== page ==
The steward of the carriage in which we rode, a slight, polite, quiet young guy named Andrew, stuck his head into our compartment to say hello. Clearly, we needed to change to another compartment. So the first thing to do, while everybody was knocking around into each other getting onto the train, was to bring Andrew, who called himself the owner of our compartment, onto the payroll.
We needed a new compartment but we were perilously low on shillings too, and I hoped he could cover us maybe with a bridging loan or credit until we got to the border if we needed it. Shillings, we were low on, but dollars we had, and I donated several to him straight away. Call it alliance building. Once loading the train settled out, he slid us from compartment number four to number six.
So far, so good. Shortly after, Andrew brought us a spare copy of the master keys to the cabins and toilets so that we wouldn’t need to find him to lock up when we left. It has to be said that the lock could be circumvented with any needle nosed plier, and at one stop we watched people tossing keys to others at the platform to on-and-off-load goods, but for all their limited utility, they at least showed Andrew and I were working as a team.
The first stop wasn’t until well after dark and with distance from Dar es Salaam the rails did their hypnotism trick. 3:53 turned into 5, 6:15 next time you looked and when we stopped, we were utterly nowhere.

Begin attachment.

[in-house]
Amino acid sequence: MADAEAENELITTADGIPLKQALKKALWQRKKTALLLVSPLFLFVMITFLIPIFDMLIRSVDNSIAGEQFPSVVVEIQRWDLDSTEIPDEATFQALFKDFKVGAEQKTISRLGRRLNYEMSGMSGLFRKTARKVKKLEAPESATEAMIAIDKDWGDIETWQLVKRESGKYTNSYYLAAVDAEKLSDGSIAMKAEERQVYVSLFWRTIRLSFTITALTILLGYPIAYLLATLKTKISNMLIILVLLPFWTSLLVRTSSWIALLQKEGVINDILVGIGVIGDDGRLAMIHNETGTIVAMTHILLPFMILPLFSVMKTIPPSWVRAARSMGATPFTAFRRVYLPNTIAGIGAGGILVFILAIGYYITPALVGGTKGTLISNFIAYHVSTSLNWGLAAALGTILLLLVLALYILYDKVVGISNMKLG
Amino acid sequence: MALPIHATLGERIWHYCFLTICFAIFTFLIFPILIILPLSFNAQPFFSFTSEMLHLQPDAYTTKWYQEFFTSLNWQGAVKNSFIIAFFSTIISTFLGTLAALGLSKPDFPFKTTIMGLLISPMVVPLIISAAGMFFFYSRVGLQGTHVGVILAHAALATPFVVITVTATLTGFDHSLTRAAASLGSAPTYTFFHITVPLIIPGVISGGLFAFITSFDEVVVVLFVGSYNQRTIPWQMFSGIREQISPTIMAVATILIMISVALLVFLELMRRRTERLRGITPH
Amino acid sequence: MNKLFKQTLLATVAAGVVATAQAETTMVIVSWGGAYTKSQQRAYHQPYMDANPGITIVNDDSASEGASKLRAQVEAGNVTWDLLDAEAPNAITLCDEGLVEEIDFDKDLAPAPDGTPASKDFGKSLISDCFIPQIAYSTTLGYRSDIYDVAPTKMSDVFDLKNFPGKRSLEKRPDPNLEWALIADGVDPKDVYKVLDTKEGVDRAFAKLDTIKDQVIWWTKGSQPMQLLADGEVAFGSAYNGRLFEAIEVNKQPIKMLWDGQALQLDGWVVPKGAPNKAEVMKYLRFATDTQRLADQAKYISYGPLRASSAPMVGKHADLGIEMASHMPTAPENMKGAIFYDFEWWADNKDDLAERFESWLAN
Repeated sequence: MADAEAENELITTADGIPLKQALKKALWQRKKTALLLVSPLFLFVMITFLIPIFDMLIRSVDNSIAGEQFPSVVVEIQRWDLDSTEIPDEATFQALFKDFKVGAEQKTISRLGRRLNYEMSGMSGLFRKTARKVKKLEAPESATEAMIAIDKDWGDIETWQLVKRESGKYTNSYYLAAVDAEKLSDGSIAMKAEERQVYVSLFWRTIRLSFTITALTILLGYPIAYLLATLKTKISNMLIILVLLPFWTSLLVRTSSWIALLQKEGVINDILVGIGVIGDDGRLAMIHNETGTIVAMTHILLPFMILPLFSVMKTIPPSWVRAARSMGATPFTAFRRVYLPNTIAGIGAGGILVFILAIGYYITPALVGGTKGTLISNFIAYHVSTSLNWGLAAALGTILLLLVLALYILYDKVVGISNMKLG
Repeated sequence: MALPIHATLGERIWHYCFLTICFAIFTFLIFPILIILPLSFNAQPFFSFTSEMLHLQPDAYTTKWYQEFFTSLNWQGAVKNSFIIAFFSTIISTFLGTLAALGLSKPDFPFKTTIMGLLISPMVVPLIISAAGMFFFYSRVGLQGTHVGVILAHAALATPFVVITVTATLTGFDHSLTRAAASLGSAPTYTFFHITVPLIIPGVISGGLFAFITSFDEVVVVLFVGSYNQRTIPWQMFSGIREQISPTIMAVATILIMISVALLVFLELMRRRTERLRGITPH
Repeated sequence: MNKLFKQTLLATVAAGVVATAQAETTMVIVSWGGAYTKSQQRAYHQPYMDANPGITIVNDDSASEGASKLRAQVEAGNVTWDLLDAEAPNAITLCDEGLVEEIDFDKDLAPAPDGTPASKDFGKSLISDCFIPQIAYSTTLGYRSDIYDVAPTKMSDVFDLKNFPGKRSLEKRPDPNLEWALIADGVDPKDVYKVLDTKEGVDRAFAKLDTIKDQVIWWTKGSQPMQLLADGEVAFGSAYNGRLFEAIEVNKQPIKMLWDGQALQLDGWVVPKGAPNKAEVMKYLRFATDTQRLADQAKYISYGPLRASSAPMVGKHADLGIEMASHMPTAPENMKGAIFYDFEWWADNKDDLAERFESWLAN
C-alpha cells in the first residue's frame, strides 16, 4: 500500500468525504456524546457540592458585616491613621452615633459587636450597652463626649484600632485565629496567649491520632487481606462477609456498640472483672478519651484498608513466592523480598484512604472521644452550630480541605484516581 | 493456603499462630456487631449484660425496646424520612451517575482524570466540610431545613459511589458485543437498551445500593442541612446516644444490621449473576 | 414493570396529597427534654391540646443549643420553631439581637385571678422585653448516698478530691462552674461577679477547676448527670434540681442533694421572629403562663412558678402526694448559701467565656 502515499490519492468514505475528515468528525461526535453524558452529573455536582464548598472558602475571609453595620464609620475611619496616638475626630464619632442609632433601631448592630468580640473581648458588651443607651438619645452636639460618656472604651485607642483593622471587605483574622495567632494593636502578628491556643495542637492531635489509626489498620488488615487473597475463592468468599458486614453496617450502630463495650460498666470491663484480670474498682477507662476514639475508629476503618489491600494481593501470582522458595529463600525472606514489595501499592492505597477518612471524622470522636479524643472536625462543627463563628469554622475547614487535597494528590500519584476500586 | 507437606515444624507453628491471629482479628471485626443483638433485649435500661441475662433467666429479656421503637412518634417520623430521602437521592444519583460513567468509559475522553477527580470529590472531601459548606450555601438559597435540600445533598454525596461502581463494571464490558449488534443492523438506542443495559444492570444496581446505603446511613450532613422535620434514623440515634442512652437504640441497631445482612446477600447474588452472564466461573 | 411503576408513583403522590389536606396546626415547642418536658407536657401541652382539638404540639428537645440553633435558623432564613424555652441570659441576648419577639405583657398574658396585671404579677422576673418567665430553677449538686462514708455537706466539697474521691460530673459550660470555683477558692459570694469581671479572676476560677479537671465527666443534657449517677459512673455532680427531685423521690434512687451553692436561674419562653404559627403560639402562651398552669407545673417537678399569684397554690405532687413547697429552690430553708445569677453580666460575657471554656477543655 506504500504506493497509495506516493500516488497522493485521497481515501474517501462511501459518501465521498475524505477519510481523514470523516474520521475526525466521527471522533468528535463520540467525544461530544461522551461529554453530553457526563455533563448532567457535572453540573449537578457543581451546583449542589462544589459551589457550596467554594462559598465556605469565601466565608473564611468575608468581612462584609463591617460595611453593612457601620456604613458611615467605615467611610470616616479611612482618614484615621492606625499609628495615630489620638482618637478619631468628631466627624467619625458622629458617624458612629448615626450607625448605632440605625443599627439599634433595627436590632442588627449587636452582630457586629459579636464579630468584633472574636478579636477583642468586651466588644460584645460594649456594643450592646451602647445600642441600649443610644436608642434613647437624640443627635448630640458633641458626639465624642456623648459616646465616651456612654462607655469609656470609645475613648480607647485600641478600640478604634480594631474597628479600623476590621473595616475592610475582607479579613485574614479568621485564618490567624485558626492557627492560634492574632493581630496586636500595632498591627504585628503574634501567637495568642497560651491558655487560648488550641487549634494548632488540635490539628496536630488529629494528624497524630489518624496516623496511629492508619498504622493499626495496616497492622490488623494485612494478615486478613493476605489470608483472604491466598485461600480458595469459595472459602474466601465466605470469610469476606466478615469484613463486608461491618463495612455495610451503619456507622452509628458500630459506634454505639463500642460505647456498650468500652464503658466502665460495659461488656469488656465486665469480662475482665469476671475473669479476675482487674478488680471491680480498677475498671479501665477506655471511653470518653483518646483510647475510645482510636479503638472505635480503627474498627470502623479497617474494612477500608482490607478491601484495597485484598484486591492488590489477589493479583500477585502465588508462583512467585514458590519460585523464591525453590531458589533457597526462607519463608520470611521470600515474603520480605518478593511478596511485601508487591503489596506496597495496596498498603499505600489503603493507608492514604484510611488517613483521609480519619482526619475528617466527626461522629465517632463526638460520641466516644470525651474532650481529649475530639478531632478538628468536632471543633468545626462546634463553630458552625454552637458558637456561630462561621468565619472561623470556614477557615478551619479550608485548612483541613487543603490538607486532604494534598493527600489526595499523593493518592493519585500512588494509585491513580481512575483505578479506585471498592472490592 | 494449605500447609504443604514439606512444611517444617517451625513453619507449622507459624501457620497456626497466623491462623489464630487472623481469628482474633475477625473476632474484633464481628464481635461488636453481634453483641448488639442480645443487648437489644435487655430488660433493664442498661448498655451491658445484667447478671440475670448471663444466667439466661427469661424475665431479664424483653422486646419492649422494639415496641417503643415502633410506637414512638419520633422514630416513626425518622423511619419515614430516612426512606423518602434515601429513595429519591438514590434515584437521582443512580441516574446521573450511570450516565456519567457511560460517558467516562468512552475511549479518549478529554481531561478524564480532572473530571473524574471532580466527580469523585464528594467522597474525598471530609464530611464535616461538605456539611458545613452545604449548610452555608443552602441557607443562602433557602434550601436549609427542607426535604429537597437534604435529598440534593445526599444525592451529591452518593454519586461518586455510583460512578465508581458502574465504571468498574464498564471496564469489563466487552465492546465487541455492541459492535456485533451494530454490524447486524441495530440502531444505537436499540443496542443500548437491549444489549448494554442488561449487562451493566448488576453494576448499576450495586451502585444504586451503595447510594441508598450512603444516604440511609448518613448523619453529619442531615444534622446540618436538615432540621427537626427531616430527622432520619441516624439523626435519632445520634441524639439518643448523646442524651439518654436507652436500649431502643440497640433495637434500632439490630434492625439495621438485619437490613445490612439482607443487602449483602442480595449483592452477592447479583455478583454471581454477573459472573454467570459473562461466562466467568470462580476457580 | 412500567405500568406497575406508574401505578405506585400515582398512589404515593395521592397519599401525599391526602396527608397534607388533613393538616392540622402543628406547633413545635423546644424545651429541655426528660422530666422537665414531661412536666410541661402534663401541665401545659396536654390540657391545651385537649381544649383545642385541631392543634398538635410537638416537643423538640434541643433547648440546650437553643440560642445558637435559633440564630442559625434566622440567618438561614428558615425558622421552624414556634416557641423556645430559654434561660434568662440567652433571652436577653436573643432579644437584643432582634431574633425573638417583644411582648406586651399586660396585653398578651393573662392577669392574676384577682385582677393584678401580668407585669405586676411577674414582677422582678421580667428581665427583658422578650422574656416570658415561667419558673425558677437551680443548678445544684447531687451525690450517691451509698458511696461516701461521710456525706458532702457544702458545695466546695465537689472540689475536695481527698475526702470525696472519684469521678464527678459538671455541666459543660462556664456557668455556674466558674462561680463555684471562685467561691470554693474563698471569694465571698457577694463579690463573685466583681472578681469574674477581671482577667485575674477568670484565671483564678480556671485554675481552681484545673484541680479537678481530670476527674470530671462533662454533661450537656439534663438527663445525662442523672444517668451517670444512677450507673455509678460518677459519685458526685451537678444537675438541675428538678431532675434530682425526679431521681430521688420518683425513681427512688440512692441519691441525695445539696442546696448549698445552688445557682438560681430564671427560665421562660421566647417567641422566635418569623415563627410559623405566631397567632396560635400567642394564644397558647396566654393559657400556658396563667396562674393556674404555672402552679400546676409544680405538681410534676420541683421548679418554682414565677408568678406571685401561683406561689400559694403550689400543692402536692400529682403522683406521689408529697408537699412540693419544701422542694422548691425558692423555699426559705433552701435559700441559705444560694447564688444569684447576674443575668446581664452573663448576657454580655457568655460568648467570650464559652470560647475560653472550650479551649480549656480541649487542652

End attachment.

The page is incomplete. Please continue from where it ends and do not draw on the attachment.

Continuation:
All along the route the tops of houses in a village would appear alongside plots of cultivated land. Maize, paths through it walled off by fences fashioned from saplings bound together. In the middle of all the maize, a sunflower here or there. The sunflowers insinuated themselves into the maize fields and eventually became fields of their own. Native bamboo now and then in the dense brush. Where there was a (dirt) road, kids on bicycles come down to wave at the train.
The area around Mbeya in southern Tanzania may be the most beautiful along the route. It’s a proper city of 620,000 (2022), capital of a region of two million. Houses reached out in a suburban sprawl and ran up a narrow valley. Just lovely.
The outlying areas ran for so long we thought surely we had missed the center, or weren’t going to stop at Mbeya station, or that this was a sister city. It was just easy-going, low density living, filling up the valley and spreading across the hills.
After we left Mbeya station the town stretched on just as far in the opposite direction, sun slanting in just before sunset casting golden light on the hills. If you’re ever keen to live in Tanzania, much better to live in Mbeya than in busy, crowded Dar es Salaam.
It’s a Chinese built railway. As a broad policy China sided with the various anti-colonial independence movements across the continent, so China and Zambia had a history of, if not exactly brotherhood, then warm cordiality at least back to Zambian independence from Britain in 1964.
Not long afterward Chinese aid and tech built the Tazara in the 60s and 70s, as a way to get Zambia’s main export, copper, out of the country to the coast without Zambia having to do business with the white racist southern African regimes of Rhodesia and South Africa to Zambia’s south (Zambia was “North Rhodesia” before independence).
Tanzania’s and Zambia’s independence leaders Julius Nyerere and Kenneth Kaunda, respectively, looked in different directions in search of an alternative rail route, Nyerere looking east to China and Kaunda, more skeptical of the Communists, to the west. The shortest version of the rest of the story is that no offer of aid from the west was forthcoming.